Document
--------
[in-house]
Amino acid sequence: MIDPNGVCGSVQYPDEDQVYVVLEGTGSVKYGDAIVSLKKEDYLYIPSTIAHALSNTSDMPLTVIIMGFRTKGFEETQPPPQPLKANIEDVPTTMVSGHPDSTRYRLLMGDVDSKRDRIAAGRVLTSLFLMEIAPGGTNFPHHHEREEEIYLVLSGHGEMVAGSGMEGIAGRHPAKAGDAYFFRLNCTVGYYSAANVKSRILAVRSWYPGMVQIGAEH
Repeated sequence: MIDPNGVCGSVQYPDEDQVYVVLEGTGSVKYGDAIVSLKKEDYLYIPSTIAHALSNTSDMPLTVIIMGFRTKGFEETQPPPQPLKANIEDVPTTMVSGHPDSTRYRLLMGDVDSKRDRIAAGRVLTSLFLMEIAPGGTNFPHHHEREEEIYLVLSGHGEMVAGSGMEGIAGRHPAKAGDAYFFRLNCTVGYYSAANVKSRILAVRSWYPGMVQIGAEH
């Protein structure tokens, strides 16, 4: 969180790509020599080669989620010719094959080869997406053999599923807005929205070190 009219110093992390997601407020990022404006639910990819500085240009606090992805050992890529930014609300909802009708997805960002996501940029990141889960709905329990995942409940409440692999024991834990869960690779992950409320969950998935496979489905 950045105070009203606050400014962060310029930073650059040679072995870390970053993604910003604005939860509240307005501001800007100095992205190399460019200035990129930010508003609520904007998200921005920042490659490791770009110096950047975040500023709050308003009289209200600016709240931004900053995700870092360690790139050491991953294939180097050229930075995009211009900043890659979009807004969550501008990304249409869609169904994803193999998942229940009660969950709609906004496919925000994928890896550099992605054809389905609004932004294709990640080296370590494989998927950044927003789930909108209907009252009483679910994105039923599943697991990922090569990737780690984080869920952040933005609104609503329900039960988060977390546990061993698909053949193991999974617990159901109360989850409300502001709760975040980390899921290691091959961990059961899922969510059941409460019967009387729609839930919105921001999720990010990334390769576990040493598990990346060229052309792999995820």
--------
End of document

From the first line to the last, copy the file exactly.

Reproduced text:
[in-house]
Amino acid sequence: MIDPNGVCGSVQYPDEDQVYVVLEGTGSVKYGDAIVSLKKEDYLYIPSTIAHALSNTSDMPLTVIIMGFRTKGFEETQPPPQPLKANIEDVPTTMVSGHPDSTRYRLLMGDVDSKRDRIAAGRVLTSLFLMEIAPGGTNFPHHHEREEEIYLVLSGHGEMVAGSGMEGIAGRHPAKAGDAYFFRLNCTVGYYSAANVKSRILAVRSWYPGMVQIGAEH
Repeated sequence: MIDPNGVCGSVQYPDEDQVYVVLEGTGSVKYGDAIVSLKKEDYLYIPSTIAHALSNTSDMPLTVIIMGFRTKGFEETQPPPQPLKANIEDVPTTMVSGHPDSTRYRLLMGDVDSKRDRIAAGRVLTSLFLMEIAPGGTNFPHHHEREEEIYLVLSGHGEMVAGSGMEGIAGRHPAKAGDAYFFRLNCTVGYYSAANVKSRILAVRSWYPGMVQIGAEH
């Protein structure tokens, strides 16, 4: 969180790509020599080669989620010719094959080869997406053999599923807005929205070190 009219110093992390997601407020990022404006639910990819500085240009606090992805050992890529930014609300909802009708997805960002996501940029990141889960709905329990995942409940409440692999024991834990869960690779992950409320969950998935496979489905 950045105070009203606050400014962060310029930073650059040679072995870390970053993604910003604005939860509240307005501001800007100095992205190399460019200035990129930010508003609520904007998200921005920042490659490791770009110096950047975040500023709050308003009289209200600016709240931004900053995700870092360690790139050491991953294939180097050229930075995009211009900043890659979009807004969550501008990304249409869609169904994803193999998942229940009660969950709609906004496919925000994928890896550099992605054809389905609004932004294709990640080296370590494989998927950044927003789930909108209907009252009483679910994105039923599943697991990922090569990737780690984080869920952040933005609104609503329900039960988060977390546990061993698909053949193991999974617990159901109360989850409300502001709760975040980390899921290691091959961990059961899922969510059941409460019967009387729609839930919105921001999720990010990334390769576990040493598990990346060229052309792999995820």